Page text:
The most gratifying stories that reporters get involved in, hands down, are those that expose significant wrongdoing and subsequently prompt corrective action, affirming the validity of the reporters’ work.
Today, Mike Hendricks and Mara Rose Williams of The Star can be rightfully proud. As a result of their stories exposing administrative cheating at the UMKC Bloch School of Management, the Princeton Review has removed UMKC from its 2014, top-25 list of best entrepreneurship education programs in the country.
Hendricks’ and Williams’ initial expose was published last July. On Sunday, they followed it up with a report on an accounting firm’s confirmation of their findings.
Today, they posted on The Star’s website a story that says:
“It’s the first time in its 34-year history that the Princeton Review has taken away a school’s rankings. The move came two days after an independent university audit reported that officials…knowingly submitted inflated data in applying for rankings in 2011, 2012 and 2013.”
A huge, nasty stream of egg white and yolk is now streaming down the face of UMKC, the Bloch school and the individual faces of the three people most responsible for this debacle. They are:
:: Former Bloch school dean Teng-Kee Tan, who pushed business school administrators to raise the school’s standing in the Princeton Review rankings. Tan was drawing a base salary of $410,000 before he stepped down for health reasons before The Star published its expose. (Yes, I’ll bet he’s pretty darn sick.)
:: Professor Michael Song, who formerly headed the school’s innovation management research department. Among other things, Song offered up false data that went into the school’s application for an entrepreneurship-program ranking in the Princeton Review. The phony data included the names and numbers of student clubs and mentorship programs and enrollment figures for the entrepreneurship program. Most of the clubs that Song identified didn’t even exist. (Somehow, Song has managed to remain on the Bloch school faculty.)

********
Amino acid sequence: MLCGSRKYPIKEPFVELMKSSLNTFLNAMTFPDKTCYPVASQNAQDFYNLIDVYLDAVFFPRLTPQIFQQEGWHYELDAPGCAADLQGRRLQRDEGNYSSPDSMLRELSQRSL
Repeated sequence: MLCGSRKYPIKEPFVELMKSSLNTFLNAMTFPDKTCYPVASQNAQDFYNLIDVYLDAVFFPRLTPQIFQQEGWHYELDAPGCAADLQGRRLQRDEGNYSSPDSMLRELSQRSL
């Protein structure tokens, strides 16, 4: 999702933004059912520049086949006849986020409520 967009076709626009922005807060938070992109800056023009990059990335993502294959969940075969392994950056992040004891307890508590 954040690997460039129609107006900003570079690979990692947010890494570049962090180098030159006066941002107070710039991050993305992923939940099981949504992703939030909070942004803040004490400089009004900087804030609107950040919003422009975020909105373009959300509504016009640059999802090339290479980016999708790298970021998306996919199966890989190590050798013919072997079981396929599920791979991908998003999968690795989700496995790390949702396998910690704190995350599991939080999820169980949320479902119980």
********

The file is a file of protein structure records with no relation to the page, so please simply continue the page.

:: Henry Bloch, who gave UMKC $32 million for a new business school building in 2011 and subsequently leaned on administrators to get high rankings. In their original story, Hendricks and Williams wrote the following: “As Henry Bloch neared his 90th birthday, he was growing impatient at how long it was taking the school that bore his name to gain national prominence…He was willing to keep writing checks, but he wanted progress in the rankings as proof that he was making a wise investment.”
Hendricks and Williams interviewed dozens of people inside and outside UMKC for their original story. They also reviewed thousands of pages of internal UMKC documents obtained through an open-records request.
In the wake of that story, the MU Board of Curators commissioned an investigative audit, which was conducted by the international accounting firm PricewaterhouseCoopers. That report, released last week, not only supported the reporters’ original story but also said the cheating was worse than it first appeared.
For its part, UMKC has been in virtual denial. The first story said that UMKC denied it had engaged in a “patterns of exaggerations” or that it took “short cuts” to gain undeserved rankings.
Last week, in response to the PricewaterhouseCoopers report, UMKC Chancellor Leo Morton would only make a limited and grudging acknowledgment, saying:
“I take seriously the report’s conclusions on the three areas of flawed data in the Princeton Review application.”
I’ve got three things to say about this:
1) Morton needs to change his tune and offer an unequivocal acknowledgment of the wrongdoing and, at the same time, offer an unequivocal apology. His stone walling is ridiculous, and he’s embarrassing himself and UMKC. If he doesn’t make a clean breast of things, he should be fired.
2) UMKC needs to initiate steps to fire Song. It boggles the mind that he’s still walking around the campus and teaching courses.
3) I hope Hendricks and Williams get some major journalistic awards for this story. They deserve it. It took a lot of guts for them — and their editors — to take on UMKC as an institution and Leo Morton, Henry Bloch and other powerful individuals. But they got ’em; the scalps are on the wall.